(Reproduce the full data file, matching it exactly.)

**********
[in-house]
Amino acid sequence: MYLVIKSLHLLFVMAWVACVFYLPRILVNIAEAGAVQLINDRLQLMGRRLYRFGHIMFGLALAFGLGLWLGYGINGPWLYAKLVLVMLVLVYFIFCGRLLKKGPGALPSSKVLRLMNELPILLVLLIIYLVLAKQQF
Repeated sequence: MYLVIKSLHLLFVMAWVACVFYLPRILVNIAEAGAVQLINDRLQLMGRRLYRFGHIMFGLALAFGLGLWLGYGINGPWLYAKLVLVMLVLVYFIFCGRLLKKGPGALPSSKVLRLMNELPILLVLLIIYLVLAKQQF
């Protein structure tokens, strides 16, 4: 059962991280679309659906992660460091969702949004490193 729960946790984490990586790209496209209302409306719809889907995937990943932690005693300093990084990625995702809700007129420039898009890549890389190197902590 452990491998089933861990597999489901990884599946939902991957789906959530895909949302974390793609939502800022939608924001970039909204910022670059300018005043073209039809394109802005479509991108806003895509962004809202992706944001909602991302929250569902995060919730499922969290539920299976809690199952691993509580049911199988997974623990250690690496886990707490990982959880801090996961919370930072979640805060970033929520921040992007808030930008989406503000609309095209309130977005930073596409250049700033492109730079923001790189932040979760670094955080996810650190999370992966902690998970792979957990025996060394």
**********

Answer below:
[in-house]
Amino acid sequence: MYLVIKSLHLLFVMAWVACVFYLPRILVNIAEAGAVQLINDRLQLMGRRLYRFGHIMFGLALAFGLGLWLGYGINGPWLYAKLVLVMLVLVYFIFCGRLLKKGPGALPSSKVLRLMNELPILLVLLIIYLVLAKQQF
Repeated sequence: MYLVIKSLHLLFVMAWVACVFYLPRILVNIAEAGAVQLINDRLQLMGRRLYRFGHIMFGLALAFGLGLWLGYGINGPWLYAKLVLVMLVLVYFIFCGRLLKKGPGALPSSKVLRLMNELPILLVLLIIYLVLAKQQF
């Protein structure tokens, strides 16, 4: 059962991280679309659906992660460091969702949004490193 729960946790984490990586790209496209209302409306719809889907995937990943932690005693300093990084990625995702809700007129420039898009890549890389190197902590 452990491998089933861990597999489901990884599946939902991957789906959530895909949302974390793609939502800022939608924001970039909204910022670059300018005043073209039809394109802005479509991108806003895509962004809202992706944001909602991302929250569902995060919730499922969290539920299976809690199952691993509580049911199988997974623990250690690496886990707490990982959880801090996961919370930072979640805060970033929520921040992007808030930008989406503000609309095209309130977005930073596409250049700033492109730079923001790189932040979760670094955080996810650190999370992966902690998970792979957990025996060394």